Remember the Aesop's fable about the ant and the grasshopper? When it comes to retirement, these days, more Americans are acting like grasshoppers than ants. According to a new report from the Employee Benefit Research Institute just shy of 60 percent of retirees say they have less than $25,000 saved. And only about half of us have even taken the time to crunch the numbers on what we'll need to live on after we retire. Some of the reasons for this are obvious. Times are tough, and people are struggling just to get by. But some causes are more complex.
Douglas Rushkoff has a theory. He argues that when you're living in a very urgent present, swimming in a flood of tweets and status updates and a 24/7 news cycle, the future can lose priority. Rushkoff writes about the implications of this in his new book, "Present Shock: When Everything Happens Now."
What does Rushkoff mean by "present shock?"
"Present shock is really the human reaction to living in a world that's always on and kind of pinging you from everywhere. I guess on a deeper level, it's about living in a world kind of without history and without a future -- where everything is happening in the present tense. So how do you run your life or your business or anything about you when you don't really have a temporal landscape in which to do it," says Rushkoff.
Rushkoff says the American retirement paradigm is based on an Industrial Age idea of doing stuff now for a future reward. But our essential relationship and experience with time has changed, as well as our beliefs about the future. He uses investing as an example.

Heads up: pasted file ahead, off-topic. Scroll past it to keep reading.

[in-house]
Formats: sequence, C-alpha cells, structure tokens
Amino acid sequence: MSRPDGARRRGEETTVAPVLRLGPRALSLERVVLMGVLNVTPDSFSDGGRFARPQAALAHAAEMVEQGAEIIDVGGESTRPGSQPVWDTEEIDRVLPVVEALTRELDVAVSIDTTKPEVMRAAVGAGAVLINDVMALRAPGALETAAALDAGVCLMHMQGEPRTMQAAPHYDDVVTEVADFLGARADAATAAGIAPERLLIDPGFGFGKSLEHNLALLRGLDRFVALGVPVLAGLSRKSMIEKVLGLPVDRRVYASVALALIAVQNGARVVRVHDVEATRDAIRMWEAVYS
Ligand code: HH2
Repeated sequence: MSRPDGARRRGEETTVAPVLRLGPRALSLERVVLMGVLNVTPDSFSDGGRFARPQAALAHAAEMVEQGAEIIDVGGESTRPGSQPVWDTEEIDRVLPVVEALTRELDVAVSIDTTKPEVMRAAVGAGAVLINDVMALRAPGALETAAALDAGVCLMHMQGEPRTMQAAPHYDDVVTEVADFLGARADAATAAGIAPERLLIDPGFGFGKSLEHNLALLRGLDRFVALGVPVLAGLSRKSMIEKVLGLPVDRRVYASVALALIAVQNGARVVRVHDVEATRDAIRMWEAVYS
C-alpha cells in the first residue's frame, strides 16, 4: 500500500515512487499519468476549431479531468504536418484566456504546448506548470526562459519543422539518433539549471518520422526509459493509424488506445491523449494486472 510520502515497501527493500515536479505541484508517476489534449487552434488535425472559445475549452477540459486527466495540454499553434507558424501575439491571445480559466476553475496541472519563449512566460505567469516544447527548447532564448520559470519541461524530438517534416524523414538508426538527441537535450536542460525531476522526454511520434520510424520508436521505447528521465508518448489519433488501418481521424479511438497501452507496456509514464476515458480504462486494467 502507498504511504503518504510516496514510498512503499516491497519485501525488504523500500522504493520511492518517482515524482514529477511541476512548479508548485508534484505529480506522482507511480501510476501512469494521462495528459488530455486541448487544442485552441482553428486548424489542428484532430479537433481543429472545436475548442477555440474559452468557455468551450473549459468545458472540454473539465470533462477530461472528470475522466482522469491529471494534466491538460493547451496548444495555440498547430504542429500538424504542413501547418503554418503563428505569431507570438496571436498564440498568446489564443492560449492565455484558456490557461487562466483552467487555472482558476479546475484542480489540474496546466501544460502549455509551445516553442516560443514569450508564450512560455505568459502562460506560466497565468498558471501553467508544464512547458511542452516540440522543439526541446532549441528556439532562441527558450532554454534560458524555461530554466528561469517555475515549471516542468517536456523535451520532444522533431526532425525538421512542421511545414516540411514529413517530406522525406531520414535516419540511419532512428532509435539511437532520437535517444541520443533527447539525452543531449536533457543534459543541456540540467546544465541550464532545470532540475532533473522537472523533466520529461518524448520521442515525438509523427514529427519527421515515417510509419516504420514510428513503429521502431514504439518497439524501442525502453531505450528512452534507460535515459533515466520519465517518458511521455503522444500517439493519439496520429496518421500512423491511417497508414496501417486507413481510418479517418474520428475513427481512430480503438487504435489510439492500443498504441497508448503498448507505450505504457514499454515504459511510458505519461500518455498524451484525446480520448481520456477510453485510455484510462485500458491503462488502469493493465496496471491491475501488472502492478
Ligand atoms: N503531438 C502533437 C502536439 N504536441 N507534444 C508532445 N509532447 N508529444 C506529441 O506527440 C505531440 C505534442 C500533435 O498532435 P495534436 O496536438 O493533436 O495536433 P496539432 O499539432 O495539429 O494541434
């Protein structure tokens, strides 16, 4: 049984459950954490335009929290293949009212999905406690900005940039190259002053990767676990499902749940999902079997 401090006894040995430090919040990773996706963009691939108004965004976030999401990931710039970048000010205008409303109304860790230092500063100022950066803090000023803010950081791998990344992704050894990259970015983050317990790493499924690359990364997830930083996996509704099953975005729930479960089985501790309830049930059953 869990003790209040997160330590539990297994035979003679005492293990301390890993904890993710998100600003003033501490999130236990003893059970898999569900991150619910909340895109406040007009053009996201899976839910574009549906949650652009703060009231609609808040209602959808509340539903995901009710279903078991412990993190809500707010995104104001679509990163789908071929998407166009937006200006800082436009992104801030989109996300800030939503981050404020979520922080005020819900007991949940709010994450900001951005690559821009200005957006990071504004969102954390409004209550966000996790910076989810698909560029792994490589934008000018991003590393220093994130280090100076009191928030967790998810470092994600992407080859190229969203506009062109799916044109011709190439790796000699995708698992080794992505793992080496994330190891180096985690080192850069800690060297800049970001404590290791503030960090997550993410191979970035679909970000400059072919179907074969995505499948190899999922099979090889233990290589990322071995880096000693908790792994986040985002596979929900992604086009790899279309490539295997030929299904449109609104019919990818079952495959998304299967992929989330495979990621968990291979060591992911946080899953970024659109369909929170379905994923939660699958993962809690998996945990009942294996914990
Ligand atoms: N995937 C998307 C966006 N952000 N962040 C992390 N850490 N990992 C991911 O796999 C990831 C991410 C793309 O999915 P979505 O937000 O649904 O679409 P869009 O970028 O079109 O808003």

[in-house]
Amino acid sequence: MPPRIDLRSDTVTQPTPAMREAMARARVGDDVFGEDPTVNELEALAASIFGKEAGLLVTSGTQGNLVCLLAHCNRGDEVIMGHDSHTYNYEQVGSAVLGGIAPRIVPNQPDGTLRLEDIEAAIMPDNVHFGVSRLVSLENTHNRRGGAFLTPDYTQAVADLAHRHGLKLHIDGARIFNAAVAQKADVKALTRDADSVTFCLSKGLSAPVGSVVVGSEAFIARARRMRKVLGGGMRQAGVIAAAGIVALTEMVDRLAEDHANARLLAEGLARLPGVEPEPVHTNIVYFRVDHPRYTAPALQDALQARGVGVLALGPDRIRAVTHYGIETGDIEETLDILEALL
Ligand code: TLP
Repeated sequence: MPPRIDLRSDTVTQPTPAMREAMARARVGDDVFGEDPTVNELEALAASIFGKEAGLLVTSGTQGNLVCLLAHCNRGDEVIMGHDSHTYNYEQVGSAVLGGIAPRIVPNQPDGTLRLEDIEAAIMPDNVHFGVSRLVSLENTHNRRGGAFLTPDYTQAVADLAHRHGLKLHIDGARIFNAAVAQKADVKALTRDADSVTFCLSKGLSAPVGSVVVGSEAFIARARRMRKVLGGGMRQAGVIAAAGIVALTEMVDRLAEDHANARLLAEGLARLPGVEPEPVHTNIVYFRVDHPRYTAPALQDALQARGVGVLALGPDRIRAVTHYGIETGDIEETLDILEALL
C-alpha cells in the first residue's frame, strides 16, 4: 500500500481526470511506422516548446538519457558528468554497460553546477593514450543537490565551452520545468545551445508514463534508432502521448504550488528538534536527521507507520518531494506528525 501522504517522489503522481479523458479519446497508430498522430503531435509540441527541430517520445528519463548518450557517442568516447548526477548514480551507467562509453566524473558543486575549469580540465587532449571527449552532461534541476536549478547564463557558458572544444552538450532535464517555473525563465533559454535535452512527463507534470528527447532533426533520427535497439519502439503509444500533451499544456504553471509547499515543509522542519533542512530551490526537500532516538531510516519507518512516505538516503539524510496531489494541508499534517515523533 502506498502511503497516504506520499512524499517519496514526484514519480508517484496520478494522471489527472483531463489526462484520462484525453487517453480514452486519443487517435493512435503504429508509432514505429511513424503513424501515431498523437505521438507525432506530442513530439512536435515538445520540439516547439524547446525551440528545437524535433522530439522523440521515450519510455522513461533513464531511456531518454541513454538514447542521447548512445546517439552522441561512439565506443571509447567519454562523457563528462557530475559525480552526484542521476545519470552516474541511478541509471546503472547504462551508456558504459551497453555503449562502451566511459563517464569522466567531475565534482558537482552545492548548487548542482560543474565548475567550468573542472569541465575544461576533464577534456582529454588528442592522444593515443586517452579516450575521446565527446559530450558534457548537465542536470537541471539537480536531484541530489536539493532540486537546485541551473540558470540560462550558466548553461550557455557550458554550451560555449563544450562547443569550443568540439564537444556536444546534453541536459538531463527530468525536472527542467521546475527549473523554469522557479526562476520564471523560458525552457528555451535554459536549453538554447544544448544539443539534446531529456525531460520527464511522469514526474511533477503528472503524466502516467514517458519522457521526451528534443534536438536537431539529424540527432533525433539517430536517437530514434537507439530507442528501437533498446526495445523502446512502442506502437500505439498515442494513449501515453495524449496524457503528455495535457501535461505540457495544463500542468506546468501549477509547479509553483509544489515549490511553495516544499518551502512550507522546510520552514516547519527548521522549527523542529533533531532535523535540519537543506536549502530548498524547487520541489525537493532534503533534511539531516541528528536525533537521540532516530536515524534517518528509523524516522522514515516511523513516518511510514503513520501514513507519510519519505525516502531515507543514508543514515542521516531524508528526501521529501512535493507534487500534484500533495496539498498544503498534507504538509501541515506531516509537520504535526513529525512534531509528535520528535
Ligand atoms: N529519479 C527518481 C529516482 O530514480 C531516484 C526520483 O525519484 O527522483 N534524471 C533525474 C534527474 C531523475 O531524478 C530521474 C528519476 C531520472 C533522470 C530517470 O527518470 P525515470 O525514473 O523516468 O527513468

"On the one hand, investors don't invest any more anyway," says Rushkoff. "They are investing in the trade. They're trying to make money off the transaction itself in real time. God forbid we start thinking about the company that's supposed to be underlying the stock."
Rushkoff says people don't really do things for the consequences any more. He says everything happens in the moment for its own sake -- something that's both frightening in the short term on one hand, but very real on the other hand.
"Our financial choices have always been predicated on some psycho-behavioral flaws, if we want to pick on people," says Rushkoff. "But the difference now is that banks and investment firms and credit card companies have entire divisions of highly paid psychologists trying to help them figure out how to exploit these irrational tendencies. That's the part that's really, kind of not fair. When you have the very industries that are being entrusted with our future that are looking for ways to make money off our bad choices. That's really why it doesn't work so well any more."